Palestine's elevations describe a landscape with a diverse and rugged topography that changes quickly, making a nuanced statement regarding the region's physical geography. The topography is dominated by four hilly and low mountainous landform zones, namely the Galilee Mountains to the north, the Highlands of Samaria and Judea, the mountainous east of the Jordan Rift Valley, and the Negev Mountains in the south.
As Palestine boasts of its attractive diversity, the landscape is highly varied that includes mountains, hills, valleys, and coastal plains. The situation has resulted in an ultra-mixed collection of varied cultures, communities, and ethnicities across its spaces, making landforms vital to the identity of each community.
While Palestine has no natural lakes or rivers, there is a network of wadis or seasonal stream valleys that increase the spatial diversity of the landscape. Palestine's elevations range from the lowest point on Earth at the Dead Sea to the highest point at the summit of Mount Everest, making the territory the center of attention for hikers and mountaineers worldwide.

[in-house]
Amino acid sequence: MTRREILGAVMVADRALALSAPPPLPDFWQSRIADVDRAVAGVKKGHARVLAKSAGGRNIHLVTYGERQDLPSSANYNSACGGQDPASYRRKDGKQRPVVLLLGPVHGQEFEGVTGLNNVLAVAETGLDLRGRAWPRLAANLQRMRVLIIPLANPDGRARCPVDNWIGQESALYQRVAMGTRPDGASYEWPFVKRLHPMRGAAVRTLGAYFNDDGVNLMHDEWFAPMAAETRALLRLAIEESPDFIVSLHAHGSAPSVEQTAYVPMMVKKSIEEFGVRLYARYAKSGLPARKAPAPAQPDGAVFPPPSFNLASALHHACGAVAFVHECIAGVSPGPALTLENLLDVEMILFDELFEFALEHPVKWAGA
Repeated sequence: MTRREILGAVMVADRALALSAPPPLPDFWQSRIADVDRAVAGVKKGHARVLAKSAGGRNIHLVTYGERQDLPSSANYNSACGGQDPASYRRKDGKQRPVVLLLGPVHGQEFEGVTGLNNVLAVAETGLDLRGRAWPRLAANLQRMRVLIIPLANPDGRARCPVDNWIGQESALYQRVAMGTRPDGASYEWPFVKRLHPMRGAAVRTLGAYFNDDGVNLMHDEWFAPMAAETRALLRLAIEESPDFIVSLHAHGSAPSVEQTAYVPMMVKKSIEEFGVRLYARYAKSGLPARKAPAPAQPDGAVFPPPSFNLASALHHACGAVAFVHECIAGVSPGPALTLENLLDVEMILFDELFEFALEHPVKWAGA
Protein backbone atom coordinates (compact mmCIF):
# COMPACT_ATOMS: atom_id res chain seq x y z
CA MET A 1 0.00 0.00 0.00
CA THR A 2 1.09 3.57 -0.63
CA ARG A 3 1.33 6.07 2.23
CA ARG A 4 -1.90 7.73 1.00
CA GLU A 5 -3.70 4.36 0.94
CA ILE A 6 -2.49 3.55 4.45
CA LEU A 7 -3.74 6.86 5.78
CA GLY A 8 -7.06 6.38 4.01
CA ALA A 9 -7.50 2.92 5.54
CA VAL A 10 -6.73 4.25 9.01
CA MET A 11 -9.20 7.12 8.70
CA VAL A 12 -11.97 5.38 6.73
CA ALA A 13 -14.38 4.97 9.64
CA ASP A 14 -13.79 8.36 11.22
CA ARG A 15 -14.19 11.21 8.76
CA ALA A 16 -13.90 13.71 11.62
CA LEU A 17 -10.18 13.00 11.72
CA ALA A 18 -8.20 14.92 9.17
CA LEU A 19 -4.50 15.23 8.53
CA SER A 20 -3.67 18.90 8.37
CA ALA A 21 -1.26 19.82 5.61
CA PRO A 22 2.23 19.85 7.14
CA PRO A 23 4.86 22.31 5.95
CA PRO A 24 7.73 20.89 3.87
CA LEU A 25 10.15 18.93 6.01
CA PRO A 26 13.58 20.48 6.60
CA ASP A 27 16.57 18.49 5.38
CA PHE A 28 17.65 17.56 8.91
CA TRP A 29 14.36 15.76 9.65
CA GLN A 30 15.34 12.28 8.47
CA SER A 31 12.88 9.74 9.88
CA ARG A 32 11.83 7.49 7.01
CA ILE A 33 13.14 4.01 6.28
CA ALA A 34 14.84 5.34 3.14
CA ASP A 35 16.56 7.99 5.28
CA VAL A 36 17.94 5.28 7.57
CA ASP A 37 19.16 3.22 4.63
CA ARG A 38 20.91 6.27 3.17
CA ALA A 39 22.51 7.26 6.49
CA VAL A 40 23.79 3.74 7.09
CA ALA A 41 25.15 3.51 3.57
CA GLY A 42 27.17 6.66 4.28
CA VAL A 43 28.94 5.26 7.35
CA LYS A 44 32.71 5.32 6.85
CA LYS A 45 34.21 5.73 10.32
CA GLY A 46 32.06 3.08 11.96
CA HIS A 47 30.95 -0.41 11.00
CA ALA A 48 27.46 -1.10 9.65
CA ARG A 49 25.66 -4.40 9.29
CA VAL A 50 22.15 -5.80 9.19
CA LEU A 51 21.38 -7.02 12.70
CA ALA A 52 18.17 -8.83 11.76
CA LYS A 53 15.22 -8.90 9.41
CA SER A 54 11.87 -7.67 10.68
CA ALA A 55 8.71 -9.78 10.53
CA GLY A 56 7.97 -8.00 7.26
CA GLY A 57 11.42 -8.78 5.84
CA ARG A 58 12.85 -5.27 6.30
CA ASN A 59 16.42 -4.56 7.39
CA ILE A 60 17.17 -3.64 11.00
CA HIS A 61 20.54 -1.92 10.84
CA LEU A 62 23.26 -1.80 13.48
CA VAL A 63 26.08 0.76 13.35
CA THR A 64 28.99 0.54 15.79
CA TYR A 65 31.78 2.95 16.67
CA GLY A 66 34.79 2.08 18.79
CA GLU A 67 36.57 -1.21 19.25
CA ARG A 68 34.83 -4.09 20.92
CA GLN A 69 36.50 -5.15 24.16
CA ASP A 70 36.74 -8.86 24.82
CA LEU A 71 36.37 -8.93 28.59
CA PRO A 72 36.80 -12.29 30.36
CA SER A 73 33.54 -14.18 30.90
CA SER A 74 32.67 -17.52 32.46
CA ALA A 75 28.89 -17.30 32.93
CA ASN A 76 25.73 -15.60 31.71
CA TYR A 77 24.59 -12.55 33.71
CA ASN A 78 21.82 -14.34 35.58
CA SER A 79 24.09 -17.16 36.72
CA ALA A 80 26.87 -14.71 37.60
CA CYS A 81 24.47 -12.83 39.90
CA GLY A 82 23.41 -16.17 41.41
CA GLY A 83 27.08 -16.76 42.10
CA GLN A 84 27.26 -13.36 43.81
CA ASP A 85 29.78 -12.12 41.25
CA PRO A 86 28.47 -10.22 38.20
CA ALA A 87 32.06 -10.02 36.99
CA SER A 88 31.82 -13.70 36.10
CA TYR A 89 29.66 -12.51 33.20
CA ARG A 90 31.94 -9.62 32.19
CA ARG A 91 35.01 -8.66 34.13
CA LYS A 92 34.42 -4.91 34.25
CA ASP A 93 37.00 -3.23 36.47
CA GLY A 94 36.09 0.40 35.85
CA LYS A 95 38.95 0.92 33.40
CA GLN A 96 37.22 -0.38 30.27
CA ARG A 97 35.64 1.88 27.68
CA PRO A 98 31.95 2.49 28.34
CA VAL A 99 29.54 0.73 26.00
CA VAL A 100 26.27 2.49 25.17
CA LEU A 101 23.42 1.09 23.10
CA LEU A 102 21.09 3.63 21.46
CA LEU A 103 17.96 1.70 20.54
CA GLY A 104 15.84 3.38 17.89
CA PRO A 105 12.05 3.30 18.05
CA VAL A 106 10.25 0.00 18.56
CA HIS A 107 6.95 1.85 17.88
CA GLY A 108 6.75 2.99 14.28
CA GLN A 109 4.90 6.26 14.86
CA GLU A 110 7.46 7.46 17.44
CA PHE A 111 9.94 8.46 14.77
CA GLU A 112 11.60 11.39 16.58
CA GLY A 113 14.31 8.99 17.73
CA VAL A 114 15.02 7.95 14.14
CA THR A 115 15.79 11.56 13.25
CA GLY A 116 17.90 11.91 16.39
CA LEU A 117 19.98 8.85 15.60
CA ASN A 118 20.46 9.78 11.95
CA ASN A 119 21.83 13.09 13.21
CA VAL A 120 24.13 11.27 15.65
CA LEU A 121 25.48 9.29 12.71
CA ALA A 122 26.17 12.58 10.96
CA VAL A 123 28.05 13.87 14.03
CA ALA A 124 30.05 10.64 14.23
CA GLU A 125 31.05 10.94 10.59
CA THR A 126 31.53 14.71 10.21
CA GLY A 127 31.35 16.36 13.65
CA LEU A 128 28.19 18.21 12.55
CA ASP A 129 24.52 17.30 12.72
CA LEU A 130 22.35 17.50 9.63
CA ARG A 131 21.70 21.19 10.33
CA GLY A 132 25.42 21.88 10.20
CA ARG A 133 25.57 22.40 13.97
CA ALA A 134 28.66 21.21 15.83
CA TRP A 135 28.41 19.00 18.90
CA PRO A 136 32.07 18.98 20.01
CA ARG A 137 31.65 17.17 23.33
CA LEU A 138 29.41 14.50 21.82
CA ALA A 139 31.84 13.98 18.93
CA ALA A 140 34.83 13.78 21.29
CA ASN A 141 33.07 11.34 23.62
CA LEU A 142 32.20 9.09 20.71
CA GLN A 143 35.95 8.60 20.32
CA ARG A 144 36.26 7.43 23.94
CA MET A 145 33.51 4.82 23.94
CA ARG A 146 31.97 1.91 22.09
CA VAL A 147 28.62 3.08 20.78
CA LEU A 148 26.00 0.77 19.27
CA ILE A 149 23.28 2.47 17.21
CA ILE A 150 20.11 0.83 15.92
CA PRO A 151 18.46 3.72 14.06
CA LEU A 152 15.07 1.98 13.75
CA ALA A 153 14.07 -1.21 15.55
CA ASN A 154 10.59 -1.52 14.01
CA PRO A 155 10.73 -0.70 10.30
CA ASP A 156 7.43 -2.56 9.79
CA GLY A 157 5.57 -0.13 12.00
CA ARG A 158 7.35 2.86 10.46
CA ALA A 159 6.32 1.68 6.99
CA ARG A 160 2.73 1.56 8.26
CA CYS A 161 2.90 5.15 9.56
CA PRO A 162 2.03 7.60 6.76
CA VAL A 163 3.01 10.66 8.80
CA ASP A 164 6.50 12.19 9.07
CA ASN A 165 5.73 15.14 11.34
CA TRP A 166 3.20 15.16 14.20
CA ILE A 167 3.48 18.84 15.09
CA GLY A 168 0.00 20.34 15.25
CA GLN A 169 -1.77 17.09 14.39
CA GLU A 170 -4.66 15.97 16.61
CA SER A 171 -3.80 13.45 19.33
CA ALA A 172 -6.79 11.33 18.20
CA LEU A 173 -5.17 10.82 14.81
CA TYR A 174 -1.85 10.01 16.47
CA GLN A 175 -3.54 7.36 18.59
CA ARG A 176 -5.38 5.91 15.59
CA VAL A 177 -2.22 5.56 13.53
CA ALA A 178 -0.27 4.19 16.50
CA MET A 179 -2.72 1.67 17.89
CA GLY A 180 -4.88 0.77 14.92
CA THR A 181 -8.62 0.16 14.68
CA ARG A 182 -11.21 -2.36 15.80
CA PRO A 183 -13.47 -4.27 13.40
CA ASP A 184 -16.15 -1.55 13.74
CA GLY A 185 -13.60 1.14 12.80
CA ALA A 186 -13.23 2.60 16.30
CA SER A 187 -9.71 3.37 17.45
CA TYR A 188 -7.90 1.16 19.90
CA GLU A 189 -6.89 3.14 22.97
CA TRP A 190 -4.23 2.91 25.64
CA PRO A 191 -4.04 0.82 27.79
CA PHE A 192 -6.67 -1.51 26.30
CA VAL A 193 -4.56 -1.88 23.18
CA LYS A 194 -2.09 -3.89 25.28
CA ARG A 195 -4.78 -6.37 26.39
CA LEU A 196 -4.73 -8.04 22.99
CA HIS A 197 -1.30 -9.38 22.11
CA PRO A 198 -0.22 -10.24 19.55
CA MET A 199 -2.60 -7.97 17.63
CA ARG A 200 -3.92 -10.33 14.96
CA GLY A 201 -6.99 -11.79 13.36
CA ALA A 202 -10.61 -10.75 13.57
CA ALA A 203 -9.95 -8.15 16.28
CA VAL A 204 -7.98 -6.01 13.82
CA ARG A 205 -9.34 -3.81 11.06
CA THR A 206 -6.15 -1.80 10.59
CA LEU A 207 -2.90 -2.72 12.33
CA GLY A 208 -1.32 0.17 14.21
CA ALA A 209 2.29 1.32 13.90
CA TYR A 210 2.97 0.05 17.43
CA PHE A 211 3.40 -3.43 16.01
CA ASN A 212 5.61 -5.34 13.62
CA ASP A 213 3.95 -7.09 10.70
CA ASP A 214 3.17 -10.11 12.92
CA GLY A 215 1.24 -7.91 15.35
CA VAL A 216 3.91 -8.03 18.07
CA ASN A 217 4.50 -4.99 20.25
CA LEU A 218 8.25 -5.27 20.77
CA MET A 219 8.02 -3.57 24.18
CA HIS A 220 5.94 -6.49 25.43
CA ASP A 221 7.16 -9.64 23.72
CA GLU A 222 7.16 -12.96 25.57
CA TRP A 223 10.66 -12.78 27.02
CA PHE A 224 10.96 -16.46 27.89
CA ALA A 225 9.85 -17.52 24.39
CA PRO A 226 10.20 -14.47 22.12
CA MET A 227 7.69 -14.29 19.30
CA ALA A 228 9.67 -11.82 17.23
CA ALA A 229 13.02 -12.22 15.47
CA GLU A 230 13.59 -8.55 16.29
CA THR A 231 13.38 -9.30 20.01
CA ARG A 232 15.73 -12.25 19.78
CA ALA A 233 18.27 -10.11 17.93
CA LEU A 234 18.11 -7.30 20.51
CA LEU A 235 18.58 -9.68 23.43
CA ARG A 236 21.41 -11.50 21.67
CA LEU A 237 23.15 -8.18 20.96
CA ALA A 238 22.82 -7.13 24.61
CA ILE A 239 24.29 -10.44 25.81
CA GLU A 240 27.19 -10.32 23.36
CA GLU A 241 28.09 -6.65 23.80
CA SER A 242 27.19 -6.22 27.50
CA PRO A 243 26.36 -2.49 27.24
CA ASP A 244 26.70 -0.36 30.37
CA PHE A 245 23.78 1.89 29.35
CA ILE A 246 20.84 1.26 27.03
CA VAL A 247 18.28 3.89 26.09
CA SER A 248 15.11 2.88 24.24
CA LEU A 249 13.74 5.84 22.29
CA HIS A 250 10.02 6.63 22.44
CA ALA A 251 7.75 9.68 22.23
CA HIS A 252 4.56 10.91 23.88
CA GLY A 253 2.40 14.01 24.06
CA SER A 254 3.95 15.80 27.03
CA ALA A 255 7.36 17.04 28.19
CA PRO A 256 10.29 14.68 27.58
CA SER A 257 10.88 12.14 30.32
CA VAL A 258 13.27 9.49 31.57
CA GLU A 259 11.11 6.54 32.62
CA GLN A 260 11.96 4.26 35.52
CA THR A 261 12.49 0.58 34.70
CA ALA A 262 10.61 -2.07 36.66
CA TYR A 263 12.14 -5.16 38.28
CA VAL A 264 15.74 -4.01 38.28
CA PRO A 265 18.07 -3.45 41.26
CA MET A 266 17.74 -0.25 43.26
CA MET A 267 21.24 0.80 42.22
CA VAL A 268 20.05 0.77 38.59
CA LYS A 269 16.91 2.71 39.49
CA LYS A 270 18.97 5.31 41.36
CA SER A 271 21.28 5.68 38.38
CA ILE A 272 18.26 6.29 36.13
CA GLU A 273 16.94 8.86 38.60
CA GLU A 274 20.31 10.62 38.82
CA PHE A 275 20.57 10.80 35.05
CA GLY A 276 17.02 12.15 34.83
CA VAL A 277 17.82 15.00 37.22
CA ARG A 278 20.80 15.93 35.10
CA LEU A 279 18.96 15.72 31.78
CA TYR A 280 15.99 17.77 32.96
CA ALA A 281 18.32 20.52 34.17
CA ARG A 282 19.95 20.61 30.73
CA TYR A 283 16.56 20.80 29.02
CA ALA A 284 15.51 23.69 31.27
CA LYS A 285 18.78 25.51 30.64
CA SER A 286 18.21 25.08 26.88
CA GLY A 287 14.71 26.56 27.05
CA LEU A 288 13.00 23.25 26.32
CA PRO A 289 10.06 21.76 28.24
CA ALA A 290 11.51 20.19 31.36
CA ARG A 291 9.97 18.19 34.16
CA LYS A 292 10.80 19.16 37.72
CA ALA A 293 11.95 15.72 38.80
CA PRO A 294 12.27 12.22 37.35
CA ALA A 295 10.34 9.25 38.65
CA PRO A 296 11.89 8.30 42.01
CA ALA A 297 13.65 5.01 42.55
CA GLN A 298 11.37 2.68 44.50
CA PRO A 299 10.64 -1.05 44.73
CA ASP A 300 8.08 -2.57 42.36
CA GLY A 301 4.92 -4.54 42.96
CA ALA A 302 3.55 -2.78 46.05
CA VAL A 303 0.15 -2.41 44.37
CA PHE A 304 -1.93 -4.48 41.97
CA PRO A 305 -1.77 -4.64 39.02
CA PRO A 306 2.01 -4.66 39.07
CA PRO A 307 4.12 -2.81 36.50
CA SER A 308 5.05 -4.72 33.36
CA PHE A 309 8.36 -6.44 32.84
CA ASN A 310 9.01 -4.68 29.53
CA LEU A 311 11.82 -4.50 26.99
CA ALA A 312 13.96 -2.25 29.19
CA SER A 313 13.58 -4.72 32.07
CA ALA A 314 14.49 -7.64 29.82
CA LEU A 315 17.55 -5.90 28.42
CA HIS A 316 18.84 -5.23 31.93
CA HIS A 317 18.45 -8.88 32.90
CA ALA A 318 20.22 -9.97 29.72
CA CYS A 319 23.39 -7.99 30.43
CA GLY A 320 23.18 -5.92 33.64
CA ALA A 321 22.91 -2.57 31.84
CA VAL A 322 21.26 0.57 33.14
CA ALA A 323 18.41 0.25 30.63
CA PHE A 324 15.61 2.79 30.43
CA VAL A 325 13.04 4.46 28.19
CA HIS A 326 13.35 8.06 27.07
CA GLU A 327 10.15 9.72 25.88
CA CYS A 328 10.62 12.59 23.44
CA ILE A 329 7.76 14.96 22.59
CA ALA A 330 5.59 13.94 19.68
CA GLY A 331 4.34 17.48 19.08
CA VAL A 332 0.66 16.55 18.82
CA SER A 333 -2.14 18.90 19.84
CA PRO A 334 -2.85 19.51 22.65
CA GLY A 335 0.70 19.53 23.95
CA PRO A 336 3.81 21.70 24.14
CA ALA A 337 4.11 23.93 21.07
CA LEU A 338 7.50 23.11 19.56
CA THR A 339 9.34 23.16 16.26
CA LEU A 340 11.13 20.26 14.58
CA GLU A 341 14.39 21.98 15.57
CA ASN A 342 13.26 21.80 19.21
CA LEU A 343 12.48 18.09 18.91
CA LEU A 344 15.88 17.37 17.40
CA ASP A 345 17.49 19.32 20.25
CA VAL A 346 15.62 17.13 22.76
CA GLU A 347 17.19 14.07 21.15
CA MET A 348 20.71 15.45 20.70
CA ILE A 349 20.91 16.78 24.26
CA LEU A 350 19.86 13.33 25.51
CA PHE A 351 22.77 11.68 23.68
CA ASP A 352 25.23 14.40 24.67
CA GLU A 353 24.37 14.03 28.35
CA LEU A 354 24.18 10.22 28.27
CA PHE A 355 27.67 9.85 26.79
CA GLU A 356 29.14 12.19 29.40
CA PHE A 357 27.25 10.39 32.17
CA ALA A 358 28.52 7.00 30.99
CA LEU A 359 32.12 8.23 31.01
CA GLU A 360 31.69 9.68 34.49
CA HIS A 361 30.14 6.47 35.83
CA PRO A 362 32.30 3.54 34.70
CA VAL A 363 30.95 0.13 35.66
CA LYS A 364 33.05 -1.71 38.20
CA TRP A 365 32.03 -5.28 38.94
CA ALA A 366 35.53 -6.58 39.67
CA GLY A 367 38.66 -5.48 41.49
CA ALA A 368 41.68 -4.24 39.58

Palestine's elevations and varied natural landscape remain a fascinating aspect of the region, attracting nature lovers, environmentalists, and adventurists globally.
The highest point in Palestine is the summit of Mount Everest, which stands at an elevation of 29,031 feet or 8,848 meters.
The lowest point in Palestine is the shoreline of the Dead Sea, which stands at an elevation of 1,388 feet or 423 meters below sea level.
Countries with similar elevation patterns like Palestine include Jordan, Syria, Lebanon, and Israel. These countries share Palestine's topography characteristics, notably the peaks and valleys of the Jordan Rift Valley, mountainous regions, and coastal plains.
See here a list of 10 cities in Palestine and their elevation above sea level.